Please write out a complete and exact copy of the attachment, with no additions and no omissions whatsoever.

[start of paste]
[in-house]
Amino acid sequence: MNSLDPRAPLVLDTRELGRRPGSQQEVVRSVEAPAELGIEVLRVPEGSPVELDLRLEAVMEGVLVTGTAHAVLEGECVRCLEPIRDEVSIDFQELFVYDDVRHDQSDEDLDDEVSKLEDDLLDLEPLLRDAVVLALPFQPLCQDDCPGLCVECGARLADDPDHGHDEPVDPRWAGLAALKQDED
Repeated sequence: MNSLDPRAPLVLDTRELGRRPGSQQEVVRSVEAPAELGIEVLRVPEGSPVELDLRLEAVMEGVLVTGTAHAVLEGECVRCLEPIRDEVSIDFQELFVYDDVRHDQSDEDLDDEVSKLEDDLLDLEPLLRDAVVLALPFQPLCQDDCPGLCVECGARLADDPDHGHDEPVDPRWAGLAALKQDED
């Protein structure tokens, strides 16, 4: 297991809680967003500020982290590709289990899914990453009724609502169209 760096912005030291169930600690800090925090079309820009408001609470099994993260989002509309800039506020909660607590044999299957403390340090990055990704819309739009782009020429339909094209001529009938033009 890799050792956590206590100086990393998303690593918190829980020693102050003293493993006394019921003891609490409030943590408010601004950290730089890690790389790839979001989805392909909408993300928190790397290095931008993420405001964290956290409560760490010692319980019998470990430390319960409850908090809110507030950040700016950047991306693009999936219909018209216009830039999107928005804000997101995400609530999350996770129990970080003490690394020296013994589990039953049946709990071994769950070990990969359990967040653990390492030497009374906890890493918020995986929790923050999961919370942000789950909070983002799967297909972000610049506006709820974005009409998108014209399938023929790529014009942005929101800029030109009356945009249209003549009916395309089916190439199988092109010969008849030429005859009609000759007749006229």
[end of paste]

[in-house]
Amino acid sequence: MNSLDPRAPLVLDTRELGRRPGSQQEVVRSVEAPAELGIEVLRVPEGSPVELDLRLEAVMEGVLVTGTAHAVLEGECVRCLEPIRDEVSIDFQELFVYDDVRHDQSDEDLDDEVSKLEDDLLDLEPLLRDAVVLALPFQPLCQDDCPGLCVECGARLADDPDHGHDEPVDPRWAGLAALKQDED
Repeated sequence: MNSLDPRAPLVLDTRELGRRPGSQQEVVRSVEAPAELGIEVLRVPEGSPVELDLRLEAVMEGVLVTGTAHAVLEGECVRCLEPIRDEVSIDFQELFVYDDVRHDQSDEDLDDEVSKLEDDLLDLEPLLRDAVVLALPFQPLCQDDCPGLCVECGARLADDPDHGHDEPVDPRWAGLAALKQDED
């Protein structure tokens, strides 16, 4: 297991809680967003500020982290590709289990899914990453009724609502169209 760096912005030291169930600690800090925090079309820009408001609470099994993260989002509309800039506020909660607590044999299957403390340090990055990704819309739009782009020429339909094209001529009938033009 890799050792956590206590100086990393998303690593918190829980020693102050003293493993006394019921003891609490409030943590408010601004950290730089890690790389790839979001989805392909909408993300928190790397290095931008993420405001964290956290409560760490010692319980019998470990430390319960409850908090809110507030950040700016950047991306693009999936219909018209216009830039999107928005804000997101995400609530999350996770129990970080003490690394020296013994589990039953049946709990071994769950070990990969359990967040653990390492030497009374906890890493918020995986929790923050999961919370942000789950909070983002799967297909972000610049506006709820974005009409998108014209399938023929790529014009942005929101800029030109009356945009249209003549009916395309089916190439199988092109010969008849030429005859009609000759007749006229």